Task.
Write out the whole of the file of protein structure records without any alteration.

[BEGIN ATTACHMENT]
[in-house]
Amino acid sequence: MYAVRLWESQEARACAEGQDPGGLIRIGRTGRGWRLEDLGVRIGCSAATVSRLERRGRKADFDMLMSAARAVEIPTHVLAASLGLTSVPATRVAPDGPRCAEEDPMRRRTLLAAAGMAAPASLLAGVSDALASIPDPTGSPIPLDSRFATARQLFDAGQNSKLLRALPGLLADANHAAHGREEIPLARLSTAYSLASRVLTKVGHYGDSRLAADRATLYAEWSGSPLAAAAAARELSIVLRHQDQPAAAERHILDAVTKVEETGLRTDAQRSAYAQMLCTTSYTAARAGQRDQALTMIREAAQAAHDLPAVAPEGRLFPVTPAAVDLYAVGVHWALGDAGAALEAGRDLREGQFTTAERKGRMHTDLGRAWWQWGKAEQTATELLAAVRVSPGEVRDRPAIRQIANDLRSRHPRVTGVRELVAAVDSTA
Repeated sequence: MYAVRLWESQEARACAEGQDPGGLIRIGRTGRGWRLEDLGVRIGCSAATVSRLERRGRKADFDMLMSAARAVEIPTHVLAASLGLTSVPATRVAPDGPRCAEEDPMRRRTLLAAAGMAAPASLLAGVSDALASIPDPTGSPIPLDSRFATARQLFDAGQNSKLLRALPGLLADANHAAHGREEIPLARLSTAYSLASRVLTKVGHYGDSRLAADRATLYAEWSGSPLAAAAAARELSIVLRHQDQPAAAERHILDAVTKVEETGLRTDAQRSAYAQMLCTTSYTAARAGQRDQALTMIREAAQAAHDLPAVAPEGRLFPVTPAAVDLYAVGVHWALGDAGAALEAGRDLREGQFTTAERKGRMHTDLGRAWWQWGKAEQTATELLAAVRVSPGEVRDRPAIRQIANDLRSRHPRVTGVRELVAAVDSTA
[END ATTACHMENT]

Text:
[in-house]
Amino acid sequence: MYAVRLWESQEARACAEGQDPGGLIRIGRTGRGWRLEDLGVRIGCSAATVSRLERRGRKADFDMLMSAARAVEIPTHVLAASLGLTSVPATRVAPDGPRCAEEDPMRRRTLLAAAGMAAPASLLAGVSDALASIPDPTGSPIPLDSRFATARQLFDAGQNSKLLRALPGLLADANHAAHGREEIPLARLSTAYSLASRVLTKVGHYGDSRLAADRATLYAEWSGSPLAAAAAARELSIVLRHQDQPAAAERHILDAVTKVEETGLRTDAQRSAYAQMLCTTSYTAARAGQRDQALTMIREAAQAAHDLPAVAPEGRLFPVTPAAVDLYAVGVHWALGDAGAALEAGRDLREGQFTTAERKGRMHTDLGRAWWQWGKAEQTATELLAAVRVSPGEVRDRPAIRQIANDLRSRHPRVTGVRELVAAVDSTA
Repeated sequence: MYAVRLWESQEARACAEGQDPGGLIRIGRTGRGWRLEDLGVRIGCSAATVSRLERRGRKADFDMLMSAARAVEIPTHVLAASLGLTSVPATRVAPDGPRCAEEDPMRRRTLLAAAGMAAPASLLAGVSDALASIPDPTGSPIPLDSRFATARQLFDAGQNSKLLRALPGLLADANHAAHGREEIPLARLSTAYSLASRVLTKVGHYGDSRLAADRATLYAEWSGSPLAAAAAARELSIVLRHQDQPAAAERHILDAVTKVEETGLRTDAQRSAYAQMLCTTSYTAARAGQRDQALTMIREAAQAAHDLPAVAPEGRLFPVTPAAVDLYAVGVHWALGDAGAALEAGRDLREGQFTTAERKGRMHTDLGRAWWQWGKAEQTATELLAAVRVSPGEVRDRPAIRQIANDLRSRHPRVTGVRELVAAVDSTA